It is a valid point that companies should continue to set ambitious commitments/goals, but of course meeting these by company action is the highest priority. Over on Greenmonk I posted some background to our electronics campaign and HP. Rather than repeat these points here:

    http://greenmonk.net/hp-claims-greenpeace-critique-unfair/#comment-5058

    I’ll address why we specifically focused on several PC companies who have announced or simply dropped targets for removing hazardous substance by end 2009.

    Of PC makers, Apple has very nearly completed the phase out of toxic BFRs and PVC. They have proved it is technically possible and achievable given enough priority in the company. Other PC makers might sell very different products for different prices than Apple but the same suppliers make PC’s for Apple, Dell, HP, Lenovo and Acer.

    HP has the least products of the PC makers with even reduced amounts of hazardous substances so we consider them to be furthest behind phasing out these substances.

    When companies make commitments/set goals that go beyond legal minimum requirements, which is a key part of Greenpeace’s campaign on electronics, it’s essential that companies meeting these targets are recognized and those that fail to meet targets that their competitor have reached are singled out.

    The success of much corporate campaigning depends on pushing companies to take progressive measures beyond the legal minimum and then use the leverage of these progressive companies to ensure governments raise the requirements of legislation.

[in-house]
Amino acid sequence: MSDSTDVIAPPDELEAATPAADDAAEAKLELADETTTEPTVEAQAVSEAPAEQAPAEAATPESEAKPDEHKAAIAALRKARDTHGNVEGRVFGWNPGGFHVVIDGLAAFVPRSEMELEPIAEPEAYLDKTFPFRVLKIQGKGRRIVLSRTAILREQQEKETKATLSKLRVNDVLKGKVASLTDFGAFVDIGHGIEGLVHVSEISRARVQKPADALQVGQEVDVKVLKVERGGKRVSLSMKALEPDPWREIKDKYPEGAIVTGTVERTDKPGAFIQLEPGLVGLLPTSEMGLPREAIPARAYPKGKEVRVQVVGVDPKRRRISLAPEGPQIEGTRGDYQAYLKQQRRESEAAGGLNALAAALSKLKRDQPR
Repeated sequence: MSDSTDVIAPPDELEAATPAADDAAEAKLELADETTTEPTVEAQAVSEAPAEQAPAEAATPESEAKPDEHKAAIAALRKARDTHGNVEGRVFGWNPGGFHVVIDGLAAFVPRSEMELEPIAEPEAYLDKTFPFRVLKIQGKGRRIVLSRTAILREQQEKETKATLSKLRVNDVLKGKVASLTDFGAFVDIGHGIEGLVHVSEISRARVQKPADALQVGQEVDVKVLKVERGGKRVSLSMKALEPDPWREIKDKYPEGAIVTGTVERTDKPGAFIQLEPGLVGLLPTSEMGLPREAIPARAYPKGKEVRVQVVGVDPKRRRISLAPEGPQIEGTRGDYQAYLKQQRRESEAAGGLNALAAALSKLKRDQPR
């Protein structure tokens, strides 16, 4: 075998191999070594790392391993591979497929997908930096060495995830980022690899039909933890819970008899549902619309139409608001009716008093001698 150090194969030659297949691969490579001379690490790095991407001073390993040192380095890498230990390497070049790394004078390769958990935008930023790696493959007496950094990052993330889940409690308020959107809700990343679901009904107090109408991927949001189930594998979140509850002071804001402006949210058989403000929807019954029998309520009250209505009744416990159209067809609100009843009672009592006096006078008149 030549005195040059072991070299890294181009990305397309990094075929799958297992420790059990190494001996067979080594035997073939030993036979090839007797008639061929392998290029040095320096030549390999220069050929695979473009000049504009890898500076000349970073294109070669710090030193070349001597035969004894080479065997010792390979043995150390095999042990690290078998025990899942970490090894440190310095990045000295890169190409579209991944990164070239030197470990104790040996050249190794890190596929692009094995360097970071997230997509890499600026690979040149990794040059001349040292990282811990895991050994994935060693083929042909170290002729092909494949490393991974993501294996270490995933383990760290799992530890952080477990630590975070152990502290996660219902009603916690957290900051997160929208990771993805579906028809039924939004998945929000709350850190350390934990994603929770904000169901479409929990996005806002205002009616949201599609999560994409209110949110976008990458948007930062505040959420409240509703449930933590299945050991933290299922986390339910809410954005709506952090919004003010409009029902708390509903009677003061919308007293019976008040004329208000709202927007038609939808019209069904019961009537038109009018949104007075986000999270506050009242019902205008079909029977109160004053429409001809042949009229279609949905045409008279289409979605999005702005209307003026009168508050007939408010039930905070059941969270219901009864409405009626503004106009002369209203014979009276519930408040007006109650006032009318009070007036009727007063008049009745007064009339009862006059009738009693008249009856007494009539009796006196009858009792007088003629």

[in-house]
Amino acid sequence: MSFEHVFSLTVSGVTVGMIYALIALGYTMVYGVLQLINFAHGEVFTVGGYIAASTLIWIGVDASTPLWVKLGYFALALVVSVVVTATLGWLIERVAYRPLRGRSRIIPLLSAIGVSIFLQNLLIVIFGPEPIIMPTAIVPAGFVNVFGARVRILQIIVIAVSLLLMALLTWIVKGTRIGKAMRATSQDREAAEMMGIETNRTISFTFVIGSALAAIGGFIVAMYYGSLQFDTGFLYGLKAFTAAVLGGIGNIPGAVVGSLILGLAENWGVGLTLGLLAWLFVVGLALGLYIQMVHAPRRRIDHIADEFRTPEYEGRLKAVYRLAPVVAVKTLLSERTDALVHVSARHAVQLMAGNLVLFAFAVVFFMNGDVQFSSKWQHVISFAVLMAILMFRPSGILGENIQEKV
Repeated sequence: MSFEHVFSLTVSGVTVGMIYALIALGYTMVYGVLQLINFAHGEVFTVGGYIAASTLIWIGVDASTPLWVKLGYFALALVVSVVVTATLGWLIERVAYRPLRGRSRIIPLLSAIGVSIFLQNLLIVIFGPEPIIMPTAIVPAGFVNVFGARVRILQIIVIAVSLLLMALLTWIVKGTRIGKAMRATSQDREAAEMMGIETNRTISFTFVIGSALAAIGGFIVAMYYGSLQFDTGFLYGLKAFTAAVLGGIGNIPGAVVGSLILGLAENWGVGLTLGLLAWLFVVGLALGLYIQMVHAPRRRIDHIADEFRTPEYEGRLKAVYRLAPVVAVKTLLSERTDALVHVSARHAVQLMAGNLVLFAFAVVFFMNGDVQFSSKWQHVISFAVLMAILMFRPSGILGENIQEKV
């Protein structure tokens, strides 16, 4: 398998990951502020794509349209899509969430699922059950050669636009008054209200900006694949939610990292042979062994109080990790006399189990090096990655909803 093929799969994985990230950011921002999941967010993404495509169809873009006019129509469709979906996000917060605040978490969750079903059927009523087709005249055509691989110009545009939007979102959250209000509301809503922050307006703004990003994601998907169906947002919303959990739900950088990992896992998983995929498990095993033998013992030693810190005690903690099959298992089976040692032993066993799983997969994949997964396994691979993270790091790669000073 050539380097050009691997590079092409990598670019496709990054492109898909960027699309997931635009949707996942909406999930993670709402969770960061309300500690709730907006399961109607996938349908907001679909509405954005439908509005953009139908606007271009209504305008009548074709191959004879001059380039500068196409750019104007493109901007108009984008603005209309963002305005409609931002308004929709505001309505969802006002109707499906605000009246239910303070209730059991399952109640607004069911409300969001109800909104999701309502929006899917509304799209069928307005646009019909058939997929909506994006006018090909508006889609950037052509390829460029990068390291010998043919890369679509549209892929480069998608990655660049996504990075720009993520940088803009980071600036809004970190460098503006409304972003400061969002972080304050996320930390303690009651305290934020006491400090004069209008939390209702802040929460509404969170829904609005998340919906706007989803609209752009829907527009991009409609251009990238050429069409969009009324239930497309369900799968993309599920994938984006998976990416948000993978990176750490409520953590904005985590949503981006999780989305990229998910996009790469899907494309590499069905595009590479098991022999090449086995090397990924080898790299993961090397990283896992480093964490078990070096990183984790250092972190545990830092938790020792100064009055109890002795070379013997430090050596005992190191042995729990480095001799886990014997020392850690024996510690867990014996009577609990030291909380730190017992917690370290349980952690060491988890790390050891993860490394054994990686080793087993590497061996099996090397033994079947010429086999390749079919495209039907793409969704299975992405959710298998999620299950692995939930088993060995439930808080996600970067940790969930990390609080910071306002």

It’s a complex area, but in summary – In an ideal world that should not be the way environmental standards are improved but right now we see it as the best approach to counter the many forces that continually push for weakening of environmental legislation.

    Specifically on HP – when you are significantly behind the progress of others in the industry it’s time to really step up your efforts.

    Tom Dowdall,
    Greenpeace International

  7. is feeling impressed by Greenpeace engagement with, and commentary on, his posts yesterday http://bit.ly/1i9enE http://bit.ly/aeI
    This comment was originally posted on Twitter

  8. James,
    Great points. The iron is certainly hot on green topics such as these. This may be our(consumers) best opportunity to demand our vendors pony up with greener products and solutions. With economic challenges and considerable focus on green, vendors can be persuaded more than ever to be accountable. No one wants to lose business because they aren’t doing their part.
    Some are ahead of the game, some are very much behind.
    I agree that any commitment is better than none, but much like being fraudulent in misreporting financial statements, corporations should be held accountable in misrepresenting their sustainability. It can be argued it is as much as our (the consumer) responsibility to demand more accountability for sustainable options as it is for the vendor or firm to present them.

  9. Keir – well said on all accounts. this is a pivotal moment, and we need to demand change. we may have voted for change, but we need to push for more of it.

    James GovernorApril 16, 2009 @ 7:41 pmReply
  10. James,
    I agree with you points. Companies need to set goals, but as it has already been stated they need to make sure that these are goals that are within the company’s reach. I will go along with you as well that they need to make some “grand” goals, but they should follow up with more short-term goals that are linked together and provide a fairly solid path to reach the ultimate “grand” goal that was stated to begin with.

    David LemmingFebruary 21, 2010 @ 4:25 pmReply



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Continuing the Discussion

  1. […] compromise product performance or quality and will not adversely impact health or the environment  James Governor had this to say about the whole affair: I want to see the likes of HP make big bold predictions […]